In general, fasting blood sugar tests are considered very accurate. These tests aren’t affected by diet because the individual should have abstained from eating for at least eight hours prior to the test.

A fasting blood sugar test wouldn’t be accurate if the person had something to eat or drink (other than water) within the previous eight hours. Illness and stress can also cause high blood sugar in some people, so that could alter the effectiveness of the test.

User error could also impact the accuracy of the test, but if it’s performed in an accredited laboratory, the user error rate should be low.

Because of normal day-to-day fluctuations in blood sugar, many healthcare providers prefer using the hemoglobin A1c test to get a bigger picture of blood sugar trends.

Best supplements for maintaining blood sugar

For people not requiring medications to control their blood sugar, supplements may be beneficial.

It’s important to choose a reputable supplement brand and to realize that not everyone will experience the same outcomes taking supplements.

  • Cinnamon is a more well-known supplement for its potential blood sugar-lowering effects. Some studies have found that cinnamon can help lower fasting blood sugar, as well as help promote normal cholesterol and triglyceride levels.

  • Aloe vera may help to lower blood sugar and hemoglobin A1c, as well as improve cholesterol levels. There are few studies on this topic, though.

  • Chromium is a mineral that is beneficial for insulin action and carbohydrate metabolism. People with diabetes often have lower levels of chromium than people without diabetes. Supplements containing chromium picolinate have been found to improve blood sugar control.

  • Fenugreek can help lower blood sugar by increasing insulin levels. Another benefit is that it can also help lower cholesterol levels.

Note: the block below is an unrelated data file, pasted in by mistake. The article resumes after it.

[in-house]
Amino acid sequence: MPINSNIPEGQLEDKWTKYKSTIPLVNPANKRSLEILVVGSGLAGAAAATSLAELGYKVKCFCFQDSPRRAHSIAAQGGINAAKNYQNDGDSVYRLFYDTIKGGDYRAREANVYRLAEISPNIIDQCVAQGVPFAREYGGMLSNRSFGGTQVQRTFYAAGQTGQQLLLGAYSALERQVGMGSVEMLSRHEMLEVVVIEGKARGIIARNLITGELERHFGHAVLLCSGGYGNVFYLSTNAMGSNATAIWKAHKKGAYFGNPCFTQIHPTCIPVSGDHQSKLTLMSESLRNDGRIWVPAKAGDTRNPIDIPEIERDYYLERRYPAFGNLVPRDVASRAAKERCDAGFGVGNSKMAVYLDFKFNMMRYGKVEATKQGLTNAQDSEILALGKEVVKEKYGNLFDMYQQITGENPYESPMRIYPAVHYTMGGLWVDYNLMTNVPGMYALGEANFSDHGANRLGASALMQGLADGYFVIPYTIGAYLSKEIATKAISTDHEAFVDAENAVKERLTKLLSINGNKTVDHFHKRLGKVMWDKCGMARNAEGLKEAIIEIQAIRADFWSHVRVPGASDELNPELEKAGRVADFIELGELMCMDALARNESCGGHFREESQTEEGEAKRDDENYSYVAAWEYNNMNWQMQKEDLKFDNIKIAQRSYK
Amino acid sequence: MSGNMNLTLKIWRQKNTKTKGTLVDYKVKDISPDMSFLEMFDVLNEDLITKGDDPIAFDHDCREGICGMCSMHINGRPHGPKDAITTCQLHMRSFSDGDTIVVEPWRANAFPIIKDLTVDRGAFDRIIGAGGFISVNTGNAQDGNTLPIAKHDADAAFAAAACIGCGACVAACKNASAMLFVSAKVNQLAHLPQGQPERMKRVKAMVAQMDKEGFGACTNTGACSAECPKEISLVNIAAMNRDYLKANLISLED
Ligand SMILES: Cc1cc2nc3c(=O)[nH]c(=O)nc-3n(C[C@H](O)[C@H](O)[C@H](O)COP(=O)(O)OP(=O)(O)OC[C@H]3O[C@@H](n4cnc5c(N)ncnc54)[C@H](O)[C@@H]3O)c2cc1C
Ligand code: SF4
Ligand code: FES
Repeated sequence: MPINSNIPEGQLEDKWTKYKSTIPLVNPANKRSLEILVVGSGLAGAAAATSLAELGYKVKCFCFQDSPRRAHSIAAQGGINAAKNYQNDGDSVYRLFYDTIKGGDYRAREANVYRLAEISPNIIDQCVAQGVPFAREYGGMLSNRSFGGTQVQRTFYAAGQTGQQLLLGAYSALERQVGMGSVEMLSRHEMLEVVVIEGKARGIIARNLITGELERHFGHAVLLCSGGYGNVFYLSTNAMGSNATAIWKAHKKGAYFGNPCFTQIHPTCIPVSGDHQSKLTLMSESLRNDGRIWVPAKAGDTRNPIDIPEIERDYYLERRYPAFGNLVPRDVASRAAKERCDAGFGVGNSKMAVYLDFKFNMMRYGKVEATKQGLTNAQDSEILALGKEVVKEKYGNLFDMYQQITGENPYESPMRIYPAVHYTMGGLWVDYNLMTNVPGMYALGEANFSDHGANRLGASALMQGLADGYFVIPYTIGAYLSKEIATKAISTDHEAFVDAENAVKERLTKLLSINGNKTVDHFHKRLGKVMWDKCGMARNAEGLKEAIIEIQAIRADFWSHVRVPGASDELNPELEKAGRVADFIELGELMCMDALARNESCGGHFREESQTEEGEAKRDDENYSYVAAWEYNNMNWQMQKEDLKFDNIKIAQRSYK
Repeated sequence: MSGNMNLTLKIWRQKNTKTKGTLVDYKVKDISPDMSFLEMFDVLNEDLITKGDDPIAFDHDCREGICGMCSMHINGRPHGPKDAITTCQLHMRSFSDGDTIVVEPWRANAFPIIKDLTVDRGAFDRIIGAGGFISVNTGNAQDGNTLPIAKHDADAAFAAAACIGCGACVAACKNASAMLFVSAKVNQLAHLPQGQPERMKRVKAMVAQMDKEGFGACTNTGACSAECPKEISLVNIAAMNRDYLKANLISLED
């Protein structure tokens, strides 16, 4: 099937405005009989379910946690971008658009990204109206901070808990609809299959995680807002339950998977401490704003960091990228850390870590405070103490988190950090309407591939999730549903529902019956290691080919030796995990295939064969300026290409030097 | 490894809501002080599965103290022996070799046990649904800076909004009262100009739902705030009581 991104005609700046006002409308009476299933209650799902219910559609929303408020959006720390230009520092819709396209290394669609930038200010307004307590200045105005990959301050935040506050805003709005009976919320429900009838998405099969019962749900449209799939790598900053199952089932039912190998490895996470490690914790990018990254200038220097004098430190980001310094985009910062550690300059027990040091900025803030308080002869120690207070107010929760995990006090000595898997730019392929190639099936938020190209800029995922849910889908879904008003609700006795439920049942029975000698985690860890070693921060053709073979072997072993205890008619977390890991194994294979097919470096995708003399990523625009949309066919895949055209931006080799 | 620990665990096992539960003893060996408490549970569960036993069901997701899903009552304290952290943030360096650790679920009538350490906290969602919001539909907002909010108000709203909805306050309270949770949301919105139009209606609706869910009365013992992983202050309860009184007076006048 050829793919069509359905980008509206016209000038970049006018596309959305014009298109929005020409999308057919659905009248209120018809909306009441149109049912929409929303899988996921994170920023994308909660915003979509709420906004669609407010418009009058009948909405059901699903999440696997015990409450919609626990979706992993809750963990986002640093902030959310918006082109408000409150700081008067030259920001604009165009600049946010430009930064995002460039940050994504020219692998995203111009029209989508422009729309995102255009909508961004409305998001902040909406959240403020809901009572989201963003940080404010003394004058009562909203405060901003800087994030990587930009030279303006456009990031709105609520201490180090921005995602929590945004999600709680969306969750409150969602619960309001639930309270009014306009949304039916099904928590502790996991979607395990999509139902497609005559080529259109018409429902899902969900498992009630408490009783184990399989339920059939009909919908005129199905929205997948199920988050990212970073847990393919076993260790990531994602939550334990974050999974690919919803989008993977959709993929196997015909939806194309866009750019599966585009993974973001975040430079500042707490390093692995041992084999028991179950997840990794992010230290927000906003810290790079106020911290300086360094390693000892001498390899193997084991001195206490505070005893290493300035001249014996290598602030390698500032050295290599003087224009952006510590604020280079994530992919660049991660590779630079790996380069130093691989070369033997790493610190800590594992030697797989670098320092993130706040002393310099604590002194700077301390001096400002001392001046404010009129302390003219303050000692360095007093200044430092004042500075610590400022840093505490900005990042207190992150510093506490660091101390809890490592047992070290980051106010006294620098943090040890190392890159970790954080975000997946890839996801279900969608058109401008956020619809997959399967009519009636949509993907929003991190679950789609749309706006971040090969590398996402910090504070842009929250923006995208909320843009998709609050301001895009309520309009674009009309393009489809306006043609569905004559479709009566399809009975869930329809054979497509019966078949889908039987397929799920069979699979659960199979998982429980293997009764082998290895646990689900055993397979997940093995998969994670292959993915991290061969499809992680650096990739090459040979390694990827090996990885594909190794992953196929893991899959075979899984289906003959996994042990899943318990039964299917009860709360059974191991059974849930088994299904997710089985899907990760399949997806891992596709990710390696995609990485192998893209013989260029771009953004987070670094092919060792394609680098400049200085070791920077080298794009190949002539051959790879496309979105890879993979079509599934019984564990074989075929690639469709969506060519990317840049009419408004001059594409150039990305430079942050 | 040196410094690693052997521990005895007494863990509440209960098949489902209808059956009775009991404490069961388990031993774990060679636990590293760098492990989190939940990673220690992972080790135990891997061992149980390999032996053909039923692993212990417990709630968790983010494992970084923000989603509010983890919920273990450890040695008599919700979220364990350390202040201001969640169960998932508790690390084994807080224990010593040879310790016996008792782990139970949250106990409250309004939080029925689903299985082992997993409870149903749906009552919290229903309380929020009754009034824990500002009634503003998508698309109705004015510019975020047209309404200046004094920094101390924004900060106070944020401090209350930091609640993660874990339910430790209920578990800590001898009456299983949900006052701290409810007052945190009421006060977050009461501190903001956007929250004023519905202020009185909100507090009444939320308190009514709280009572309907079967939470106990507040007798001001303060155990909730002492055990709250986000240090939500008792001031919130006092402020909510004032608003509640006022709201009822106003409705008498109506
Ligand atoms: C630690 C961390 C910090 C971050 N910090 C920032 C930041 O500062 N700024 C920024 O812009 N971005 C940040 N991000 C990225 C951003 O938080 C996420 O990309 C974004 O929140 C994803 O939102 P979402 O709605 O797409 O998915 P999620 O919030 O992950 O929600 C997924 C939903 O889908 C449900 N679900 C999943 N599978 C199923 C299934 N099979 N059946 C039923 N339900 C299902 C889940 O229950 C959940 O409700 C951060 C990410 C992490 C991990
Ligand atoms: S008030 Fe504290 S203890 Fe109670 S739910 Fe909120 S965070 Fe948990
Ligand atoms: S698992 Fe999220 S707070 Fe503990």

While these supplements may help improve blood sugar and insulin sensitivity, they shouldn’t be used as a sole method to control diabetes symptoms. Diabetes symptoms occur when blood sugars are very high, which warrants a visit with a healthcare provider.

Conclusion

Normal blood sugar levels are important for promoting overall health and wellbeing. In the case of prediabetes and diabetes, blood sugar levels are considered higher than the normal range.

High blood sugar over a long period of time can lead to unwanted complications, and low blood sugar also poses a health risk.

Blood sugar can be tested in a laboratory per your healthcare provider. If you already have diabetes, you can check blood sugar levels at home regularly using a glucometer.

You can promote healthy blood sugar levels by being physically active and eating a mindful, balanced diet. Other aspects of a diabetes care plan include taking diabetes medications and checking blood sugar regularly and have a blood sugar target.

Supplements may also be used to promote healthy blood sugar, but they shouldn’t be used in place of the recommendations of your healthcare provider.

Sources

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  2. Wherrett DK. Trials in the prevention of type 1 diabetes: current and future. Can J Diabetes. 2014;38(4):279–284. doi:10.1016/j.jcjd.2014.05.004
  3. https://www.cdc.gov/pregnancy/diabetes-gestational.html
  4. American Diabetes Association. (2019). Glycemic Targets: Standards of Medical Care in Diabetes—2019. Diabetes Care. 24 (1), p61-70.
  5. n/a. (2004). A scientific review: the role of chromium in insulin resistance.. Diabetes Education. 1 (1), p2-14.
  6. Freckmann G, Hagenlocher S, Baumstark A, et al. Continuous glucose profiles in healthy subjects under everyday life conditions and after different meals. J Diabetes Sci Technol. 2007;1(5):695–703. doi:10.1177/193229680700100513
  7. https://www.sleepfoundation.org/excessive-sleepiness/health-impact/sleep-longer-lower-blood-glucose-levels
  8. Ranade M, Mudgalkar N. A simple dietary addition of fenugreek seed leads to the reduction in blood glucose levels: A parallel group, randomized single-blind trial. Ayu. 2017;38(1-2):24–27. doi:10.4103/ayu.AYU_209_15
  9. https://www.diabetes.co.uk/natural-therapies/cinnamon.html